Wednesday, October 5, 2016
Nat Turner in Jerusalem
Mr. Turner is infamous for leading a slave/free black rebellion throughout the south where dozens of innocent women, children, and others were brutally killed. Mr. Turner was ultimately captured and jailed and executed - as were many of the rebellion participants.
What makes his story unique and controversial is that Mr. Turner looked upon his rebellion as a "just war" against whites. His murderous rampage was sanctioned, according to him, by God himself. This play attempts to explore Thomas Gray's (Rowan Vickers) attempt to extract the story and background from Nat Turner (Phillip James Brannon) while in jail before his execution. What plays out instead if Mr. Turner trying to convince Mr Gray to believe and to understand his point of view. There is also a guard in the prison played equally well by Mr. Vickers and I think the point of casting the same actor for a totally different role was to demonstrate the "every-white-man" concept.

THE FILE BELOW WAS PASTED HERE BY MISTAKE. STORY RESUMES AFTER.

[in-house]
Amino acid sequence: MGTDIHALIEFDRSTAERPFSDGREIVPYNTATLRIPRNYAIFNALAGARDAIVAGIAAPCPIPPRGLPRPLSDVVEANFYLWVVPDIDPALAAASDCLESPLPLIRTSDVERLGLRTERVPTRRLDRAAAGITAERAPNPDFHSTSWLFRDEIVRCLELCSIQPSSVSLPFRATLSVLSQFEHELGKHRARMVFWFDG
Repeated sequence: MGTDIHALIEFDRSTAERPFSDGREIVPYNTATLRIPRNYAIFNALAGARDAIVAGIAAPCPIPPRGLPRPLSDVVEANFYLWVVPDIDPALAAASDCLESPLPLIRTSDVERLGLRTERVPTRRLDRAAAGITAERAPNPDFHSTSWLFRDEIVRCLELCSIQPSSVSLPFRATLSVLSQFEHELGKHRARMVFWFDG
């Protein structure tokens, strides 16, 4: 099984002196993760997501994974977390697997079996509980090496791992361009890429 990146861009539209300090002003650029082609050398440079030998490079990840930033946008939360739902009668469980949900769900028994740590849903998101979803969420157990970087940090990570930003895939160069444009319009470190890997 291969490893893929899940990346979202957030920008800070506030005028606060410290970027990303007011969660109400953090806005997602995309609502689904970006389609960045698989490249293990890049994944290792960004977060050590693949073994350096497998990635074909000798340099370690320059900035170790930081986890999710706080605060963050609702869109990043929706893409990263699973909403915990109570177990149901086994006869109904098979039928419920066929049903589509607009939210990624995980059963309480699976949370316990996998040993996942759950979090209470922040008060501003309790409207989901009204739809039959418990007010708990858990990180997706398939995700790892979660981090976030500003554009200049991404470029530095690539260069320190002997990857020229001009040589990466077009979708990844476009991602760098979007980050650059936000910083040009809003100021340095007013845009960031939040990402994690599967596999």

Ultimately Mr. Gray's notes were published (and copy protected) and many believe he embellished the story. Regardless of the embellishment or not, the interaction between Mr. Turner and Mr. Gray was at times mesmerizing and at other times preachy. What did stand out is that the conflicts that took place in the 1800's are not all that different from the conflicts and struggles today. The circumstances may be different but the roots remain the same.
One begins to wonder if what Mr. Turner was able to execute might possibly be repeated at some point today.
Set simple, lighting a bit spotty, theatre configuration innovative, thoughts of a repeat - scary.